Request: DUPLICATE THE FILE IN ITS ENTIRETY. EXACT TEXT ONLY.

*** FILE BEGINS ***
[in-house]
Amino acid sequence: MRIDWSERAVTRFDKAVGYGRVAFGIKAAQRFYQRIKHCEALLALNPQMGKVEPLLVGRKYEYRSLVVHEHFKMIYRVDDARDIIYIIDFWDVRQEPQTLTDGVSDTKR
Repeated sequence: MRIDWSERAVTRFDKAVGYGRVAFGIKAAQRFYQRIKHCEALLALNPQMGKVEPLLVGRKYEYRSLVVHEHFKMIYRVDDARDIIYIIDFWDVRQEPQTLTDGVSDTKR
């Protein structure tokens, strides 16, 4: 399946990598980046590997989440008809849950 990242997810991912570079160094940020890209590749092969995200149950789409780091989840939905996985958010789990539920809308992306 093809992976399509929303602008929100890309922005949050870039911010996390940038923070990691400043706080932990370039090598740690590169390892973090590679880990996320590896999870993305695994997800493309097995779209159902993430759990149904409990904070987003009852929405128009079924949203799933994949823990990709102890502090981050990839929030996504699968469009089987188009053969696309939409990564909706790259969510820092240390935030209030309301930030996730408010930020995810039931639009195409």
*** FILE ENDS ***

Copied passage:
[in-house]
Amino acid sequence: MRIDWSERAVTRFDKAVGYGRVAFGIKAAQRFYQRIKHCEALLALNPQMGKVEPLLVGRKYEYRSLVVHEHFKMIYRVDDARDIIYIIDFWDVRQEPQTLTDGVSDTKR
Repeated sequence: MRIDWSERAVTRFDKAVGYGRVAFGIKAAQRFYQRIKHCEALLALNPQMGKVEPLLVGRKYEYRSLVVHEHFKMIYRVDDARDIIYIIDFWDVRQEPQTLTDGVSDTKR
């Protein structure tokens, strides 16, 4: 399946990598980046590997989440008809849950 990242997810991912570079160094940020890209590749092969995200149950789409780091989840939905996985958010789990539920809308992306 093809992976399509929303602008929100890309922005949050870039911010996390940038923070990691400043706080932990370039090598740690590169390892973090590679880990996320590896999870993305695994997800493309097995779209159902993430759990149904409990904070987003009852929405128009079924949203799933994949823990990709102890502090981050990839929030996504699968469009089987188009053969696309939409990564909706790259969510820092240390935030209030309301930030996730408010930020995810039931639009195409």